The Train Driver
Keperra Sanctuary QLD resident Ken Lilley is kept busy with a variety of volunteer jobs, including driving the Roma Street Parklands train.
Before I retired I was an accountant – that was a long time ago, in 1997. My decision to retire at 53 was based on wanting to have more time – as opposed to extra money, and I decided that having more time to myself was much more valuable. There’s no point working until you can’t do anything at all. Everyone I know who’s retired says they end up having so many jobs to do, they don’t know how they’d manage full-time work anyway.
Since I retired, I’ve been doing a few interesting volunteer jobs. I have two at the moment. One is at the Wesley Hospital, working in the research area. I am responsible for keeping their database of samples from surgical operations – mainly cancers – up to date. I’ve done that for a couple of years. One of the downsides of this job was you had to read the reports of the surgery, find out what types of cancer it was and all the implications. I think I’ve learnt more about cancer than I was ever hoping for. At the same time, it was very interesting. I go in one morning a week now and find out what other jobs they have for me, and that’s something I’ve been doing for the last three years.
The other volunteer job I’ve got is at a place call Roma Street Parklands. It’s a park in the city designed purely to look beautiful. I’ve been signed up there as a driver for a train since April this year after doing a training course. It’s a real train – like the train set that every bloke wishes he had. It pulls three or four carriages, holds twenty adults, or more with children. It runs around the roadwork inside the parklands so a lot of care is needed as there you share the path with pedestrians.
I moved the Keperra Sanctuary in June 2010 with my wife Jeanette. She was very ill at that time and we knew we had to move somewhere. Of all the options we had, this seemed like the best of them. Unfortunately, she died three years later. I thought of moving out but I’m glad I stayed. It’s excellent here and I’m on the Resident’s Committee now. It’s very sociable and easy to make friends. If you want to have an argument with someone, you have to try awfully hard. Everybody I’ve encountered has been very amicable, friendly and helpful.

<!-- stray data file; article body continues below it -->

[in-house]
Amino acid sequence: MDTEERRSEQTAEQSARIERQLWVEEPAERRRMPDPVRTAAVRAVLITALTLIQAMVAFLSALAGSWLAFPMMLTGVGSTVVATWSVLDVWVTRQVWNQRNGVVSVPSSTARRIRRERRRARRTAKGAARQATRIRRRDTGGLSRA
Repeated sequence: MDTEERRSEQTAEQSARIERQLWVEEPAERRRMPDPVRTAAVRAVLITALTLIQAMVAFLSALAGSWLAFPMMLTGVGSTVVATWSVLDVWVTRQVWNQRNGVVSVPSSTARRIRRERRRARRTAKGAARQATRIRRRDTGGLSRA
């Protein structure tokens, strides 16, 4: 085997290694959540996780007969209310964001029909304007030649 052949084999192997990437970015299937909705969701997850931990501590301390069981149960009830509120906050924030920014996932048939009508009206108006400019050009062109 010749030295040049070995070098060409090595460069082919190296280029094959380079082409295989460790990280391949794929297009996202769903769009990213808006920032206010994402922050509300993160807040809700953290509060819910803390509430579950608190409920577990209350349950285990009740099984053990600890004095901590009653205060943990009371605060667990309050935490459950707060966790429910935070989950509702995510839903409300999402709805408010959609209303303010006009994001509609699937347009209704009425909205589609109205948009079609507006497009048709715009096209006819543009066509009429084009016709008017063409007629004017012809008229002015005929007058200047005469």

For years I’ve had an interest in photography but I gave it up when Jeanette was sick. Now, I’m finally getting it going again. I’d love to take more pictures overseas. I had two great trips to Europe in 2014 and 2015. I took 8000 photos and believe it or not, I’m still sorting them out. I went to France mainly, but also Malta and Italy. I seem to go to the same places over and over because I like that you get to know the place well; you can get ‘round the city without a map which is excellent, the underground’s easy and you know where to stay. The cities I like the most are Paris and Rome. They’re great places to simply be in for no other reason than to people watch, sit in cafes, go to art galleries.
The sense of community and support at Keperra Sanctuary is extremely high. There are about 280 of us here, of whom you see about 180 often. There are some people who just want to close the door and stay home and that’s ok too. We have a few big social events here – there’s a dinner every month, and Happy Hour on Fridays. There are less men in the village than women, and once a month we blokes get together for a drink, a chat and a laugh. I feel relatively young at 71, and there’s a mix of ages at the village, but once you fit in it doesn’t matter. When you have things in common, age is something you don’t think about.
Find out more about Keperra Sanctuary.